The UK has recorded 214 coronavirus-related deaths and 39,329 cases in the latest 24-hour period.
The number of fatalities is a drop on the 262 reported on Tuesday - and close to the 217 reported last Wednesday.
A total of 142,338 people have now died with COVID-19 in the UK.
The number of cases reported on Wednesday is higher than the figures recorded on Tuesday (33,117) but lower than this time last week (41,299).
Meanwhile, an increase of 39,836 first vaccine doses means a total of 50,336,130 have been delivered in the UK.
Some 45,894,237 second doses have been delivered, an increase of 21,199.
A combined total of 10,920,416 booster and third doses have also been given, a day-on-day rise of 340,294.
Separate figures published by the Office for National Statistics (ONS) show there have been 167,367 deaths registered in the UK where COVID-19 was mentioned on the death certificate.
The highest number on a single day was 1,484 on 19 January.
The daily toll peaked at 1,461 during the first wave of the virus, on 8 April 2020.
A total of 859 deaths registered in England and Wales in the week ending 29 October mentioned COVID-19 on the death certificate - a rise of 8% on the previous week and the highest figure since the week to 24 September.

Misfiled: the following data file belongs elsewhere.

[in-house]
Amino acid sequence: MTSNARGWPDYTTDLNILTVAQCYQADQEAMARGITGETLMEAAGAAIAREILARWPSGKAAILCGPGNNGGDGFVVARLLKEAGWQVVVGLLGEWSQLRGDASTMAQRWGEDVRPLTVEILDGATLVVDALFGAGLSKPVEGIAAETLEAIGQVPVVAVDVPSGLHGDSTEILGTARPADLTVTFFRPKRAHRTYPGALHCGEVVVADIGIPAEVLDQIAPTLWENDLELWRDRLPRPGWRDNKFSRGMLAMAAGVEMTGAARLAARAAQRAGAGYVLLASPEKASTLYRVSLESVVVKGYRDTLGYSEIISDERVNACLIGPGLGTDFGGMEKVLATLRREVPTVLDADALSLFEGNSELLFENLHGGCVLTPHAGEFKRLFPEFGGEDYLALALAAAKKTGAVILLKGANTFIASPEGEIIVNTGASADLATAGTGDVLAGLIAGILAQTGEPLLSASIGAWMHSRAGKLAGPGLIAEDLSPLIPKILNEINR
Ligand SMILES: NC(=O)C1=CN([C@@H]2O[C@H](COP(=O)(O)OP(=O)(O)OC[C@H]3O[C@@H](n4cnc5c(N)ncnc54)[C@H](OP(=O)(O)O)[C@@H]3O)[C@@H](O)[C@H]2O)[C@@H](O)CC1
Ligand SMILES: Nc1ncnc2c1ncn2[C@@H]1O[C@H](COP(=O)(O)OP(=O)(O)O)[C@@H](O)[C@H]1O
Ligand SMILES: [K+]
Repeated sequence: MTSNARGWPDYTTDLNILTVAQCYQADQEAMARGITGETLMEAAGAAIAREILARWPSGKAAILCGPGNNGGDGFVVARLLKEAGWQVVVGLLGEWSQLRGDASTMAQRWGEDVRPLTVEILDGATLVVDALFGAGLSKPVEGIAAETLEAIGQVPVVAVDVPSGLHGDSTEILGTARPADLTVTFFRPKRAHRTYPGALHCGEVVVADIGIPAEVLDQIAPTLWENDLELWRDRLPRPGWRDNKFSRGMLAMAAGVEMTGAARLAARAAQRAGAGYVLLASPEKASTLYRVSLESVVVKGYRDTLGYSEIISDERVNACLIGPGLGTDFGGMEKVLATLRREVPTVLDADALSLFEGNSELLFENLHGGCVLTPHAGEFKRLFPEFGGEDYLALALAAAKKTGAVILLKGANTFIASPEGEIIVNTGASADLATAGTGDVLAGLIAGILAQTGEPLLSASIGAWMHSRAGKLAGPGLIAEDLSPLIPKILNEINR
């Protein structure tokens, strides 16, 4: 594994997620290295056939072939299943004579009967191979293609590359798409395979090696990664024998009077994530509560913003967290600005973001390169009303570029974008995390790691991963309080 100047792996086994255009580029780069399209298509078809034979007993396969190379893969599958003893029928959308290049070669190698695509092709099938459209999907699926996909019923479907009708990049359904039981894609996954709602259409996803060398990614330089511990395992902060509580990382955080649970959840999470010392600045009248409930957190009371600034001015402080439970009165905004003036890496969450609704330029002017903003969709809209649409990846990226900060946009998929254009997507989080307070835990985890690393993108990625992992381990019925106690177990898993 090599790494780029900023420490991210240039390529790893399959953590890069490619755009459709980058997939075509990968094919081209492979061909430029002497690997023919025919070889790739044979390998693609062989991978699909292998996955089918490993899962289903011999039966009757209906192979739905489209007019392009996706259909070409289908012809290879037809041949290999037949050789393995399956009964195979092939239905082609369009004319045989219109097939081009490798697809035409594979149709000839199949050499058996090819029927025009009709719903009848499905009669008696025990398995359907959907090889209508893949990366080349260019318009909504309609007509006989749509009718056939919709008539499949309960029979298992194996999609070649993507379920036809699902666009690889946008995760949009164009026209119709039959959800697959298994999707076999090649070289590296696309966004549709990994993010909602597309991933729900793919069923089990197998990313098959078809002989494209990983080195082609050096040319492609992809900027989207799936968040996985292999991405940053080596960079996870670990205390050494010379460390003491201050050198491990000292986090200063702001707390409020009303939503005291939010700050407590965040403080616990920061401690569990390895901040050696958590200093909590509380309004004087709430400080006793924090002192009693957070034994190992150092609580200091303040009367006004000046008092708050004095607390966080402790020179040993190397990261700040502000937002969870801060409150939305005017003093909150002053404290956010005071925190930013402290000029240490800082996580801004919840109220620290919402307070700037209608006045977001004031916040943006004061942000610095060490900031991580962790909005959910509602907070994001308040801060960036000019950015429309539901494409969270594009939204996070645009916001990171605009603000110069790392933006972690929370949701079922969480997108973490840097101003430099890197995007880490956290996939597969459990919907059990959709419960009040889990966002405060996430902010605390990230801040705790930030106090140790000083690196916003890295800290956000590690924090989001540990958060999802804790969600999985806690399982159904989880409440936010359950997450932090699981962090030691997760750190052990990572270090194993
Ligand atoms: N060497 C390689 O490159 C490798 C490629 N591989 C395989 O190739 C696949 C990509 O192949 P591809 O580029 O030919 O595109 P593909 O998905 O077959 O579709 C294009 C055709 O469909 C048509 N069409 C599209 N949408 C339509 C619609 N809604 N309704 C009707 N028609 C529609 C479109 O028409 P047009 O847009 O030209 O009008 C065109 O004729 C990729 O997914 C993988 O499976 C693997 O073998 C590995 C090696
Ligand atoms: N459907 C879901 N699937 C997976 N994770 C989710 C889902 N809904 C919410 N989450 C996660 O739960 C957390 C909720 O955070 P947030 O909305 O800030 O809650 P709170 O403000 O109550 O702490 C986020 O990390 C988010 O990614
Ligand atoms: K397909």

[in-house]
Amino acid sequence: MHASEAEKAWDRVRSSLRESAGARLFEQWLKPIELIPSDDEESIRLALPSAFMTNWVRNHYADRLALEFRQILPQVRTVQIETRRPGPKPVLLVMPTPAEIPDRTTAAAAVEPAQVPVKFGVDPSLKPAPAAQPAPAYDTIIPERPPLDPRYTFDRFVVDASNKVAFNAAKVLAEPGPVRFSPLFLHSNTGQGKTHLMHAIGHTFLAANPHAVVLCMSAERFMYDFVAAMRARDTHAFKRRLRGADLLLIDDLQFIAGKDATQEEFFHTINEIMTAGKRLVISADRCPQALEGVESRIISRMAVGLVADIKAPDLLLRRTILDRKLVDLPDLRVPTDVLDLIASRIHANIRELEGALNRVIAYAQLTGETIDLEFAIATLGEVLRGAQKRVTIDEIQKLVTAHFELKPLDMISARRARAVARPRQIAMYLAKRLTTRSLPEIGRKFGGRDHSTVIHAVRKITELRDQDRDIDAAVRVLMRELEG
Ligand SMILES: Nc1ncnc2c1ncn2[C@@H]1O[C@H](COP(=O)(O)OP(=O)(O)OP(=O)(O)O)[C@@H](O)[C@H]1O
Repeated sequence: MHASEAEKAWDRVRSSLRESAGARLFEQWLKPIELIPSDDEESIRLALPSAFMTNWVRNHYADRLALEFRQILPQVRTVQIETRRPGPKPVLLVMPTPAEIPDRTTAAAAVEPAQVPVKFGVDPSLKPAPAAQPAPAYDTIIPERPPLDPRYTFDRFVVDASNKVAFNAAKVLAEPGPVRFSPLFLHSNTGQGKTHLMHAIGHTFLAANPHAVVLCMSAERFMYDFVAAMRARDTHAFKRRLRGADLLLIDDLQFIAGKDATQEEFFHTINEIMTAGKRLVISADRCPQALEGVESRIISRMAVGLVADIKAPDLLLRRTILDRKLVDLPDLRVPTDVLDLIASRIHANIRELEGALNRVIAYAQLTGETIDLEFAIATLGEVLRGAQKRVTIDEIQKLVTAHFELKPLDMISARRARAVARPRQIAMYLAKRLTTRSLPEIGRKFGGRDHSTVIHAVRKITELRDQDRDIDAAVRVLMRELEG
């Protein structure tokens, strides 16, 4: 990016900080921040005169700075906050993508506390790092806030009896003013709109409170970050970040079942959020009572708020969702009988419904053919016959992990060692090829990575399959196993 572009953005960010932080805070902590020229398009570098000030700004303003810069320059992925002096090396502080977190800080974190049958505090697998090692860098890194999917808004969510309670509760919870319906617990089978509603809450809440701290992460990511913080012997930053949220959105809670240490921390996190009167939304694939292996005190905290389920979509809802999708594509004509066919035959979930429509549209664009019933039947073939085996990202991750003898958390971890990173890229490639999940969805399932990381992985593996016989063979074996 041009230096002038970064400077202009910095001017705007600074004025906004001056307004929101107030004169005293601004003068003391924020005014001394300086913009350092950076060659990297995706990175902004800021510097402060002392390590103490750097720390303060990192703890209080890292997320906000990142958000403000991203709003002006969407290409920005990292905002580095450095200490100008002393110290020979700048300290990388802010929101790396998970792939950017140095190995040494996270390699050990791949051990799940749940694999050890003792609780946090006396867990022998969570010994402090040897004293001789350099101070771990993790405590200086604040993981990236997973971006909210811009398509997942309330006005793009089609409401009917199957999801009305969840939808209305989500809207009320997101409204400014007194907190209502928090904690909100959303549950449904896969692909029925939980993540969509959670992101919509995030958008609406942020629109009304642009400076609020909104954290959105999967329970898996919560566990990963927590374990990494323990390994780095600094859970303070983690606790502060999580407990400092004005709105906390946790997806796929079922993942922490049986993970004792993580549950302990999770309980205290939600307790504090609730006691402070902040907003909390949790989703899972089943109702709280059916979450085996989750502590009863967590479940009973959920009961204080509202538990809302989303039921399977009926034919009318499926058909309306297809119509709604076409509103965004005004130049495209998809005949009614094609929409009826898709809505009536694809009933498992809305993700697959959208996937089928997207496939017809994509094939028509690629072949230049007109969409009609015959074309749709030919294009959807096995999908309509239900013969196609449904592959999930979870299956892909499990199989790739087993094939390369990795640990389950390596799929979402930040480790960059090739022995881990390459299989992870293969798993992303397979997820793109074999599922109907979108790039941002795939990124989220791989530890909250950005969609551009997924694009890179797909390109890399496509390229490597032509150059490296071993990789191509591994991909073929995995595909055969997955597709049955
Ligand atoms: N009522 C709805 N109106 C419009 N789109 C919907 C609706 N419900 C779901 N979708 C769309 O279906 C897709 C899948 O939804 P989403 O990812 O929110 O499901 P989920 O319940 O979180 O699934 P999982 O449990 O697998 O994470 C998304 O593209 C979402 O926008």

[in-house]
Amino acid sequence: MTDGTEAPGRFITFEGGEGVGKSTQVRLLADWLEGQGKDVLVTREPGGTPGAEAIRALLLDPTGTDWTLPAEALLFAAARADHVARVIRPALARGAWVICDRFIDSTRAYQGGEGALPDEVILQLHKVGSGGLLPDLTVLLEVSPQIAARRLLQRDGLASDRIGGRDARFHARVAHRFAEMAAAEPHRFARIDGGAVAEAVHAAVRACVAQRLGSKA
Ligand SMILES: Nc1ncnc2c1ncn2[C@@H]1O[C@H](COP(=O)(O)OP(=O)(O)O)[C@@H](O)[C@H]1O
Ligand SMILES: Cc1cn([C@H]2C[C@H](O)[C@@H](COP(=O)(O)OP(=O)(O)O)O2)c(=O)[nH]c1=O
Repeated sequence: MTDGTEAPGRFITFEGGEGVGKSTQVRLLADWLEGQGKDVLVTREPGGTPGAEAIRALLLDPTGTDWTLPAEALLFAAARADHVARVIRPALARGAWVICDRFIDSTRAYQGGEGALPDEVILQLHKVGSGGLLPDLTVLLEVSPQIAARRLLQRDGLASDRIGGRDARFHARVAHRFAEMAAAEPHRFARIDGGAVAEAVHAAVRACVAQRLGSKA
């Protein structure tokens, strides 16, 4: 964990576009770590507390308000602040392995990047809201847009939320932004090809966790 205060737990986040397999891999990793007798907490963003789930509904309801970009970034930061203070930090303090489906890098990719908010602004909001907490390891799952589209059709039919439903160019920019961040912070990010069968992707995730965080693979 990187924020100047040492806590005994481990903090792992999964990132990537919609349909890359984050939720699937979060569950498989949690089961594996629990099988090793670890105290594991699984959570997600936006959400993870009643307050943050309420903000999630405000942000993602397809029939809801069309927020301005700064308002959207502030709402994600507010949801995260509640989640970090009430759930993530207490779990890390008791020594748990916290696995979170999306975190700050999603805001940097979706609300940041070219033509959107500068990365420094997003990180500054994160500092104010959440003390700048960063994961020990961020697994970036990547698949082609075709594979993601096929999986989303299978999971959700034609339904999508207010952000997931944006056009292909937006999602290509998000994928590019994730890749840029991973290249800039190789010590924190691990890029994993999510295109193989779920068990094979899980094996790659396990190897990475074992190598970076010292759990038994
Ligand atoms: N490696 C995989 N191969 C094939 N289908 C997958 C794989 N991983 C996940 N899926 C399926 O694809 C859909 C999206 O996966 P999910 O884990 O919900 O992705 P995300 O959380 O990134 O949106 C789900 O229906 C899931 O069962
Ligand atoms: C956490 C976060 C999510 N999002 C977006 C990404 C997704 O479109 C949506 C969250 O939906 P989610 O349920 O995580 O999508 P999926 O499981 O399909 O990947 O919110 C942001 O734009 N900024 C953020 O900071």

The ONS also released data indicating that the pandemic "appears to have had an indirect effect" on deaths in private homes.
"This could be because of a combination of factors which may include health service disruption, people choosing to stay away from healthcare settings or terminally ill people staying at home rather than being admitted to other settings for end-of-life care," said Sarah Caul, head of mortality analysis.
Heart disease, cancer and other causes are continuing to drive a large number of extra deaths in homes since the pandemic started, rather than COVID-19 itself, the ONS said.
Private homes are the only setting in England and Wales where deaths have been above average each month from January 2020 to June 2021, compared with before the pandemic.
Between January 2020 and June 2021, 27,048 men died due to heart disease in private homes - 18% above the pre-pandemic average.
The increase was 10% for women dying of heart disease in private homes, with 12,183 lives lost during the same period.